As we crawl deeper down the Meltdown/Spectre bunny hole, Microsoft released on Friday night a weird, download-only patch that disables the “fix” that’s supposed to protect you against one of the Spectre variants. It’s the same patch, that works the same way, on every version of Windows, from Win7 to the latest Win10 beta builds.

I’m tempted to call it an out-of-band patch, but truth is that all of this month’s patches have been out of band.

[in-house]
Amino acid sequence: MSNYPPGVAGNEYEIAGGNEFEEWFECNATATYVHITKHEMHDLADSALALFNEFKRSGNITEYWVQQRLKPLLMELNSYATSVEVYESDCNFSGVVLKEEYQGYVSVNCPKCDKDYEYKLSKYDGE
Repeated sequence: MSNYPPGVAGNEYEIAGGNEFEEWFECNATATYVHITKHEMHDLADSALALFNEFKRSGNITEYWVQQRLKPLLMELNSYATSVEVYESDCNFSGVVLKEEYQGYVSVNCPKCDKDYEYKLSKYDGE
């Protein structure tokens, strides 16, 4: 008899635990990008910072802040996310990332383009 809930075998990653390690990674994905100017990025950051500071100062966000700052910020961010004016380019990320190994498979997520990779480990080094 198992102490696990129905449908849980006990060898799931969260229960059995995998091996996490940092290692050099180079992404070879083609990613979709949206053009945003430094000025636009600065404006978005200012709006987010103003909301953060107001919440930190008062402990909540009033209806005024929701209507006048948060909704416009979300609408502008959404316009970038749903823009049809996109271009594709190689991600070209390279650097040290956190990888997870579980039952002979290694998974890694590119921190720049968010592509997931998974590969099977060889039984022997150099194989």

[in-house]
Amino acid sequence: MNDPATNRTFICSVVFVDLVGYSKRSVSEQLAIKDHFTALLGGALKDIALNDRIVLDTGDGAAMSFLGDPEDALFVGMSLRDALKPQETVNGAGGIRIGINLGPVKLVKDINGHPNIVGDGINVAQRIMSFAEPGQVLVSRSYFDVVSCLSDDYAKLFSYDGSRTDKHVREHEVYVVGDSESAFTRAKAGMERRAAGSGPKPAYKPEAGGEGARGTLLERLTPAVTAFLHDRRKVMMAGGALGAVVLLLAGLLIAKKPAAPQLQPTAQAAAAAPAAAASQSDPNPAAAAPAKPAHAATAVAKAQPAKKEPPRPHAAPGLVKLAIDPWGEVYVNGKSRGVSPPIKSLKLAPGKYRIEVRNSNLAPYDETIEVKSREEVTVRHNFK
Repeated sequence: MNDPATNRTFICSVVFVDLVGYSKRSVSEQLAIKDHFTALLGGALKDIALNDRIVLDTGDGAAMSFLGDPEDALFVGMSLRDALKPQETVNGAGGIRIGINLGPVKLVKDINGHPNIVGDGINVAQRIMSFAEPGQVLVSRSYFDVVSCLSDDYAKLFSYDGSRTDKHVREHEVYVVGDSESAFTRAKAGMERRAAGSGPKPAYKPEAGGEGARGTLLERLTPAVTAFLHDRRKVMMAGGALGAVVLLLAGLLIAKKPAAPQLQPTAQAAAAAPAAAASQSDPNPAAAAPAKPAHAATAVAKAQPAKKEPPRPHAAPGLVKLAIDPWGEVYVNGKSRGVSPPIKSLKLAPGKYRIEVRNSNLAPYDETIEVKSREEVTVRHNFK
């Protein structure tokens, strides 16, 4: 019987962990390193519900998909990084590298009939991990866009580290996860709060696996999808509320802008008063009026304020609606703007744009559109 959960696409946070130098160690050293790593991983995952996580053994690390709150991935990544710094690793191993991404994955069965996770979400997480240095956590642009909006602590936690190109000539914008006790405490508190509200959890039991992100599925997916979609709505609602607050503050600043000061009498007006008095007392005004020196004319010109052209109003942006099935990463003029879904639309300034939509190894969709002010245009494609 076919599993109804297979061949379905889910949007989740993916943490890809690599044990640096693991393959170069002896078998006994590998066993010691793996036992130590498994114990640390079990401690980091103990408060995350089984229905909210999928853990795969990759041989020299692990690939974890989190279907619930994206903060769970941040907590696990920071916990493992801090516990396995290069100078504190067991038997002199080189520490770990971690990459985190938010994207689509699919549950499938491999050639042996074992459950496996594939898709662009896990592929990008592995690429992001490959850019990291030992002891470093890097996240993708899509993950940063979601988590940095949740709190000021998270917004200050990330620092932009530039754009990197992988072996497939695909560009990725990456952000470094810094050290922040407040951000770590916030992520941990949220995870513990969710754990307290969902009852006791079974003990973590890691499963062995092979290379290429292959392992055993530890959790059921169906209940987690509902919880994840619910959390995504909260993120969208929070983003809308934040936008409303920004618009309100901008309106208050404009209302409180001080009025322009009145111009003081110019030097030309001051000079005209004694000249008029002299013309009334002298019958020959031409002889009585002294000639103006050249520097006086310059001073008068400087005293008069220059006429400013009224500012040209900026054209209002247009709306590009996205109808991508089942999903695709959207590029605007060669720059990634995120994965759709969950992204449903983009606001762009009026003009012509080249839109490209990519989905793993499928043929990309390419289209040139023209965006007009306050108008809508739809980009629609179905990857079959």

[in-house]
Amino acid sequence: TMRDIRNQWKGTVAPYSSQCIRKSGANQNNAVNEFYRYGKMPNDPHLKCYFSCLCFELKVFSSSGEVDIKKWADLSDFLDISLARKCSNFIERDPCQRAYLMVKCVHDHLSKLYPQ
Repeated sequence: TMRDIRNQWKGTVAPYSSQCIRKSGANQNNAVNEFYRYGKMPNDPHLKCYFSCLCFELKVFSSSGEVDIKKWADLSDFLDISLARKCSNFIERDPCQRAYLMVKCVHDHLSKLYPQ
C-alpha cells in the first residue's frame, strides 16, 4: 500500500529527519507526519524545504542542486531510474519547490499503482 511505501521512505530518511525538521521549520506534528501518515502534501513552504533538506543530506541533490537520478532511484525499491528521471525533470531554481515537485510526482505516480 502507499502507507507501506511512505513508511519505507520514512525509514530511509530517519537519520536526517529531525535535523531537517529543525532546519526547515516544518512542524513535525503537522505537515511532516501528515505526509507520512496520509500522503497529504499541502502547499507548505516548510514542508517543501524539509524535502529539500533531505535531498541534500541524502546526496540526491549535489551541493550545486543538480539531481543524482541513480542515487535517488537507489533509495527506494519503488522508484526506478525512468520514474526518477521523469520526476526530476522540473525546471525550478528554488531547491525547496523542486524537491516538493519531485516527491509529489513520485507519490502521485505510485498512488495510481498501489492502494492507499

You’ve no doubt been inundated by the news about Meltdown and Spectre, the two (actually, three) highly publicized security vulnerabilities in essentially all modern computer chips that, at this point, has never been seen on a real, live, in-the-wild computer.

You all know that Intel has acknowledged that its latest firmware patches can cause “higher system reboots after applying firmware updates” in essentially all modern versions of its chips. If you’ve been paying attention, you also know that, on the software side, Microsoft has patched, bricked (more accurately, “rendered unbootable”), pulled, repatched and generally changed Windows patching from a once-a-month headache to an advanced persistent threat.

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